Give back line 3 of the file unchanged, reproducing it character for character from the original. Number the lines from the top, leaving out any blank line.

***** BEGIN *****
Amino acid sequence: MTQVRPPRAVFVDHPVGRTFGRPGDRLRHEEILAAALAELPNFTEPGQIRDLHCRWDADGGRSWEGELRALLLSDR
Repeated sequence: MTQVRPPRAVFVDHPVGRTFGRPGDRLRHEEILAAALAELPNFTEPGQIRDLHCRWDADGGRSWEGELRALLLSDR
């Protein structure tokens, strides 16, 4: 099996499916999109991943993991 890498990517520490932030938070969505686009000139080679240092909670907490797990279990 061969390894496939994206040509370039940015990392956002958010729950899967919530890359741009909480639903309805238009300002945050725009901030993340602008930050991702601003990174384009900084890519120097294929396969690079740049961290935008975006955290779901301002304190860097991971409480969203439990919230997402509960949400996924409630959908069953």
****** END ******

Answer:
């Protein structure tokens, strides 16, 4: 099996499916999109991943993991 890498990517520490932030938070969505686009000139080679240092909670907490797990279990 061969390894496939994206040509370039940015990392956002958010729950899967919530890359741009909480639903309805238009300002945050725009901030993340602008930050991702601003990174384009900084890519120097294929396969690079740049961290935008975006955290779901301002304190860097991971409480969203439990919230997402509960949400996924409630959908069953």